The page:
“You were taught to put away your former way of life, your former self…, and to be renewed in in spirit of your minds, and to clothe yourselves with the new self, created according to the likeness of God in true righteousness and holiness.”
Ephesians 4:22-24, NRSV
“Christ with me,
Christ before me,
Christ behind me,
Christ in me,
Christ beneath me,
Christ above me,
Christ on my right,
Christ on my left,
Christ when I lie down,
Christ when I sit down,
Christ when I arise,
Christ in the heart of every man who thinks of me,
Christ in the mouth of everyone who speaks of me,
Christ in every eye that sees me,
Christ in every ear that hears me.”
Today, St. Patrick’s Day is celebrated in Ireland and many other places of this world. Now outside of Ireland, St. Patrick’s Day is a mere excuse for drinking and having rowdy celebrations of whatever is considered ‘Irish’ (including elements from Irish folklore). But St. Patrick’s Day, like other ancient church feast days (St. Valentine’s Day, for example), goes back to an actual person with an actual life lived for the glory of God.
St. Patrick is the most important of the patron saints of Ireland. There are many legends surrounding the life of St. Patrick (snakes and shamrocks, anyone?). The most reliable account of his life we have from a letter he wrote himself, and in which talks about his turbulent life journey, which ultimately led him to God and the service for others.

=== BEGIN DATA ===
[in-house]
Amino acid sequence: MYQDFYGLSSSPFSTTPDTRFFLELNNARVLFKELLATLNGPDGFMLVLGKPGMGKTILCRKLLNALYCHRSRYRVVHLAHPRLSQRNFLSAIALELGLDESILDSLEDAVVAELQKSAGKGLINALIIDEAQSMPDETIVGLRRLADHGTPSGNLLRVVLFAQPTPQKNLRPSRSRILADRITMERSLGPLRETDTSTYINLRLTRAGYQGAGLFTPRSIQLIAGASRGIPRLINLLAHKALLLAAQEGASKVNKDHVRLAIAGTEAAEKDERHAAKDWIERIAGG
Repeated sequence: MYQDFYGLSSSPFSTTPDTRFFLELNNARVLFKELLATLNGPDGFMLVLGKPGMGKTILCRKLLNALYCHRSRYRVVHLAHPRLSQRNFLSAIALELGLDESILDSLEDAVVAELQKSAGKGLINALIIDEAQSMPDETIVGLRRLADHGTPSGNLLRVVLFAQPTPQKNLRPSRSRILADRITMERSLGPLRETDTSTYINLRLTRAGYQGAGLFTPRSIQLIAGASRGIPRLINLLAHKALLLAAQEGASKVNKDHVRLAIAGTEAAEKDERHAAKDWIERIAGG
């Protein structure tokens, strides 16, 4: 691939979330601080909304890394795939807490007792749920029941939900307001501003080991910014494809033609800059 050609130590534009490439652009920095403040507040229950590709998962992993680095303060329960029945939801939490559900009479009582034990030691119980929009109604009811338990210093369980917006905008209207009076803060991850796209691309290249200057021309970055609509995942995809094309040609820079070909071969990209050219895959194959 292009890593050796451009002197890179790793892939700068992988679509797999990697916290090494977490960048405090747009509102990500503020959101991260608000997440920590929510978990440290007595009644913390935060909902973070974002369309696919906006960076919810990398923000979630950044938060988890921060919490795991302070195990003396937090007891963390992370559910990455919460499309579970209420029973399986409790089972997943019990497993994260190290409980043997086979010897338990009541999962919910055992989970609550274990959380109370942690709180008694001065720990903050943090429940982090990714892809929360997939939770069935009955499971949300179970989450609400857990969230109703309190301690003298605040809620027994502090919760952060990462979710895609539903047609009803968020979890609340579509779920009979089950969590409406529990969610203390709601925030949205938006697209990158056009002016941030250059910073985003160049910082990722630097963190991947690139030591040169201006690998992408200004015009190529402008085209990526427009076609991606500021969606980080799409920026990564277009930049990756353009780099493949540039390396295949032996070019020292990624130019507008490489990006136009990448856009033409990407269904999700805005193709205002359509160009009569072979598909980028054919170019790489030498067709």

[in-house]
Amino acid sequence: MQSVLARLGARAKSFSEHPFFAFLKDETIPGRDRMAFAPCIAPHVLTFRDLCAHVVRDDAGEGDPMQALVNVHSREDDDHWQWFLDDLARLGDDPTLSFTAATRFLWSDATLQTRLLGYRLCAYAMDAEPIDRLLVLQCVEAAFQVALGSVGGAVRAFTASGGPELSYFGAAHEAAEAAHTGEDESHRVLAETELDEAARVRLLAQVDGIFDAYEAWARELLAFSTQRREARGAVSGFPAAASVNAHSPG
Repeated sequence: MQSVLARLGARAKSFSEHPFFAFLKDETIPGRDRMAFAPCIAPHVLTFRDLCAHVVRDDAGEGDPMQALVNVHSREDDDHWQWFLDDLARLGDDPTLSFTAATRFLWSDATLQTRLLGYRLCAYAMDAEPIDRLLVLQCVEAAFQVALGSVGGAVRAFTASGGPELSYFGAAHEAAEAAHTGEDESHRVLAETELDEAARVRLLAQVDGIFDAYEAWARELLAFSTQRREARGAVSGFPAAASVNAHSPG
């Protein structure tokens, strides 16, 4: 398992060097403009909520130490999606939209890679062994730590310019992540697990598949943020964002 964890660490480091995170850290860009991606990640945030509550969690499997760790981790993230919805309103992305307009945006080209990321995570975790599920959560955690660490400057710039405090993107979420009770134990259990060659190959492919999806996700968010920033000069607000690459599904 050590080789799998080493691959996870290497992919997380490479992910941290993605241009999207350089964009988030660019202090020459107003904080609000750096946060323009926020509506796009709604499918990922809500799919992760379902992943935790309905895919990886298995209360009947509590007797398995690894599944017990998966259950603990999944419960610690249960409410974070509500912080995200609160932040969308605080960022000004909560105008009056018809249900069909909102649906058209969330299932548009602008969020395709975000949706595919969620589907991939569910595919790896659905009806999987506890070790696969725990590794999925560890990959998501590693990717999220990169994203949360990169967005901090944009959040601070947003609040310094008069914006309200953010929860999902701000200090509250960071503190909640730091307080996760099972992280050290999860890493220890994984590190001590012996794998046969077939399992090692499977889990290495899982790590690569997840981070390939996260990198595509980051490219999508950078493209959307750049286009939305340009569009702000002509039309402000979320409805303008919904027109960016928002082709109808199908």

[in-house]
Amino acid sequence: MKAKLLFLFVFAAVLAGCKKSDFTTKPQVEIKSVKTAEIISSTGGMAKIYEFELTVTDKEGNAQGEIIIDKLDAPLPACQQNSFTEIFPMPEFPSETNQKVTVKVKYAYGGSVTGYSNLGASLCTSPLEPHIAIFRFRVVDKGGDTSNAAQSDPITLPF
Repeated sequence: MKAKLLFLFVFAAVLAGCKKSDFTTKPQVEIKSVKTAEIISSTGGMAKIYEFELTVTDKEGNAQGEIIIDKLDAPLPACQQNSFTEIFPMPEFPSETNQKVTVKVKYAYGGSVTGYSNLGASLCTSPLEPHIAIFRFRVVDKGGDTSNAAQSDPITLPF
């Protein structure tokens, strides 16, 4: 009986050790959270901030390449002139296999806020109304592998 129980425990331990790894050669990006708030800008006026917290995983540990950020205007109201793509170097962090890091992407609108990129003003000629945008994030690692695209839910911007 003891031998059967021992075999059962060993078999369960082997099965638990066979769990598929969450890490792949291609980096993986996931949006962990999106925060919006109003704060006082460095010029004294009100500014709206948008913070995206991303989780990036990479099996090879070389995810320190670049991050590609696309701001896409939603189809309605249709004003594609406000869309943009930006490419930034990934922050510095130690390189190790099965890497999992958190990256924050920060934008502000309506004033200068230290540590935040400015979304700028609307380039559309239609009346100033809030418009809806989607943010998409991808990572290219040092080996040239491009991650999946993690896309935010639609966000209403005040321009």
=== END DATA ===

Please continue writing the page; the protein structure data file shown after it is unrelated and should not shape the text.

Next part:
Patrick lived in the 5th century and came from a rather privileged family of clergy in Roman Britannia (modern day England or Wales). At age 16, he was kidnapped by Irish pirates (and I actual walked on one of the beaches that is claimed to be the location of this historic event) and brought to the Emerald Island. Patrick worked as a slave in Ireland for six years, pining for his old life, and eventually hatching a plan for an escape. After a long and perilous journey, Patrick finally arrived back home.
The most remarkable thing about St. Patrick, in my opinion, is not so much what legends tell us about this man; the most remarkable thing might just be that, shortly after he arrived back on the English Isle, he was called by God to return to the place of his misery –this time, as a missionary. And Patrick heeded the call. Patrick was able to overcome fear and resentment, and his life, effectively, was changed by his willingness and ability to forgive.
The rest is history. St. Patrick wasn’t the first one to bring the gospel to Ireland, but he proved to be a very successful missionary by not just dismissing old religious traditions and symbols, but by explaining them in the context of the Christian faith. Celtic crosses, like the ones you see on St. Patrick’s cloak in the image, are an example of how pre-Christian symbolism and patterns were incorporated into the new faith.
St. Patrick was able to take what was dear to the people he was sent to preach the good news to, and to transform and transcend them in the light of the Christian faith. Maybe we could learn a lot from Patrick in this day and age, and find ways to spread God’s good news of new chances and a new life for all creation using what is dear to people in society today. As long as we understand that Christ is in everything and through everything, we need not be afraid of changing our ways.
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